With this perspective, I was compelled to include certain episodes from the first four symphonies that are known to dialogue with the world of the Lieder, and that here almost appear in cross-fading, utilizing points that, like pivots, allowed me to enter and exit from one piece to another. The osmosis between Lied and symphony begins already with Symphony No. 1 and continues with the reuse of Lieder from the Wunderhorn in Symphonies No. 2, 3, and 4: a practice here represented by movement No. 3 of Symphony No. 3, the instrumental version of Ablösung im Sommer, and by the Sermon of Saint Anthony and Urlicht, which have migrated into Symphony No. 2 (the Sermon becomes an instrumental Scherzo in translation). The symphony not only draws from the musical world of the Lieder but even incorporates them, demonstrating a yearning for that fullness of meaning and for that dialogue with the listener that had already prompted Beethoven to include singing in Symphony No. 9.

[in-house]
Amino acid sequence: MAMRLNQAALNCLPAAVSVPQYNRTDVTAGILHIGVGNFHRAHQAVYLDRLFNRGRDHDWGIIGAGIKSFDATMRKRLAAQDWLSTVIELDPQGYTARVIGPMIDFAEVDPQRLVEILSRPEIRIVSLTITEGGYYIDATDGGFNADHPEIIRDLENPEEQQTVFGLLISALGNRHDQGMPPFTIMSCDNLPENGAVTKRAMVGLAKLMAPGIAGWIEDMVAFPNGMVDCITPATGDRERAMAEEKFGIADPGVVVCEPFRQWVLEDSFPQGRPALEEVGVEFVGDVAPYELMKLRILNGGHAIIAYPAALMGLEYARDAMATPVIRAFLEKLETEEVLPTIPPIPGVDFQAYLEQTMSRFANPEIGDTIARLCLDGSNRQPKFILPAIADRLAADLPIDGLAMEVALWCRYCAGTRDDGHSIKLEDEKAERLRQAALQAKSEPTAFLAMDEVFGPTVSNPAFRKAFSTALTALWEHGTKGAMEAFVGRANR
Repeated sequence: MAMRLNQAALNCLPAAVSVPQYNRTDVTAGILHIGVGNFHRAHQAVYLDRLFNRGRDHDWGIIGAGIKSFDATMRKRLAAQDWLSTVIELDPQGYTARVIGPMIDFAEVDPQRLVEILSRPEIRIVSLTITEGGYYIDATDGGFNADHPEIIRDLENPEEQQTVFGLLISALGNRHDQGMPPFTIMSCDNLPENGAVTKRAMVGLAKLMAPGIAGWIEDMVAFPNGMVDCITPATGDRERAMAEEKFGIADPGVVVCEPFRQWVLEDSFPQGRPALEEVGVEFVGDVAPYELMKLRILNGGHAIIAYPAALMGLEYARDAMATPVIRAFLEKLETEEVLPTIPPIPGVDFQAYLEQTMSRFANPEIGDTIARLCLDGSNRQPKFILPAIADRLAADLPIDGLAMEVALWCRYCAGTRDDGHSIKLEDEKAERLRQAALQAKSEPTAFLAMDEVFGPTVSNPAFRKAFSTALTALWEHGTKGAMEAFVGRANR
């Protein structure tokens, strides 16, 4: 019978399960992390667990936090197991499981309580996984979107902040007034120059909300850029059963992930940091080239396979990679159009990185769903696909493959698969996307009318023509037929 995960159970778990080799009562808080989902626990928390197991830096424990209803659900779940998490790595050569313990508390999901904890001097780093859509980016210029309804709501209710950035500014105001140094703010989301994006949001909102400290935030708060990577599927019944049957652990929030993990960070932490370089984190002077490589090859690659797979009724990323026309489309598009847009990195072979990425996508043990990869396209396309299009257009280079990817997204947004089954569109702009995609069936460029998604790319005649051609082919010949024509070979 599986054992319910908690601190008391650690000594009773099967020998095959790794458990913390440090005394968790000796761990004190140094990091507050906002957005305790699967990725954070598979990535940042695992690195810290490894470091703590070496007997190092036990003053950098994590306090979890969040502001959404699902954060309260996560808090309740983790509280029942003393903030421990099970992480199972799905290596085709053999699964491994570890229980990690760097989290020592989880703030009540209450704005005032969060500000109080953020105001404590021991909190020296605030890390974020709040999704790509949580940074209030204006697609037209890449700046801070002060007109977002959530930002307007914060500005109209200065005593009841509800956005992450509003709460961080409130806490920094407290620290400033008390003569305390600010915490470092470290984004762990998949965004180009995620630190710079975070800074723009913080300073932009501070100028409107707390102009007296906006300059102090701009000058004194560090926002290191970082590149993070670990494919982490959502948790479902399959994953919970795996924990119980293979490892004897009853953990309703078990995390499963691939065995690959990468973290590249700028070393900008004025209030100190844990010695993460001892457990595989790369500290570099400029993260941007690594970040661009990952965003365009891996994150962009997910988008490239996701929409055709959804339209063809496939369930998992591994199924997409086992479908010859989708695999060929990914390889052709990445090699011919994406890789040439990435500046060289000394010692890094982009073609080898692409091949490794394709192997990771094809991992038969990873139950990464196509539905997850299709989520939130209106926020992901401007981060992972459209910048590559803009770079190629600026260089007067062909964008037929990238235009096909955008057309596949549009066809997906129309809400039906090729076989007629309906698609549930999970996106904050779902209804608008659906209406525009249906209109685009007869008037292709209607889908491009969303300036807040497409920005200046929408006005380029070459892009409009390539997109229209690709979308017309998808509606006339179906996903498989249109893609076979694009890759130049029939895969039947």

This project was gradually enriched with new discoveries of thematic references between the pieces, many of which have not yet been identified in Mahler studies: some are here highlighted by direct juxtaposition, as in Blicke mir and Das irdische Leben (track 2-3) – but a fragment of Blicke mir will reappear to show a further affinity with Symphony No. 3 (track 13, 1’49) – or between Wo die schönen Trompeten blasen and Wer hat dies Liedel erdacht? (track 9-10). These two Lieder demonstrate that the references also involve the texts: here, indeed, the ‘green heath’ (grüne Haide) is a symbol of joyful freedom in one, a foreboding of death in the other.